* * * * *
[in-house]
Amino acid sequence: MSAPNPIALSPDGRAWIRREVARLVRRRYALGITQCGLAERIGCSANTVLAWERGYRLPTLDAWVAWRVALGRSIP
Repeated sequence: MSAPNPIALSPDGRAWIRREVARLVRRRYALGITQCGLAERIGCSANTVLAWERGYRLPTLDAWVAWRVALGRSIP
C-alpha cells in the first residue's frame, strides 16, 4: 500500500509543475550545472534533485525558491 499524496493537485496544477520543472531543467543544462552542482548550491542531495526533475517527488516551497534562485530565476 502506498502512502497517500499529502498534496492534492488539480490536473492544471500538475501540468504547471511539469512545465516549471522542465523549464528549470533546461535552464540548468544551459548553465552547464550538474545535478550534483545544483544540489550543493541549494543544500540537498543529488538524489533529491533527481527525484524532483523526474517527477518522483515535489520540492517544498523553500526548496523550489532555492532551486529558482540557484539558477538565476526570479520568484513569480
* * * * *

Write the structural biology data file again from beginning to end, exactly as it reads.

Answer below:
[in-house]
Amino acid sequence: MSAPNPIALSPDGRAWIRREVARLVRRRYALGITQCGLAERIGCSANTVLAWERGYRLPTLDAWVAWRVALGRSIP
Repeated sequence: MSAPNPIALSPDGRAWIRREVARLVRRRYALGITQCGLAERIGCSANTVLAWERGYRLPTLDAWVAWRVALGRSIP
C-alpha cells in the first residue's frame, strides 16, 4: 500500500509543475550545472534533485525558491 499524496493537485496544477520543472531543467543544462552542482548550491542531495526533475517527488516551497534562485530565476 502506498502512502497517500499529502498534496492534492488539480490536473492544471500538475501540468504547471511539469512545465516549471522542465523549464528549470533546461535552464540548468544551459548553465552547464550538474545535478550534483545544483544540489550543493541549494543544500540537498543529488538524489533529491533527481527525484524532483523526474517527477518522483515535489520540492517544498523553500526548496523550489532555492532551486529558482540557484539558477538565476526570479520568484513569480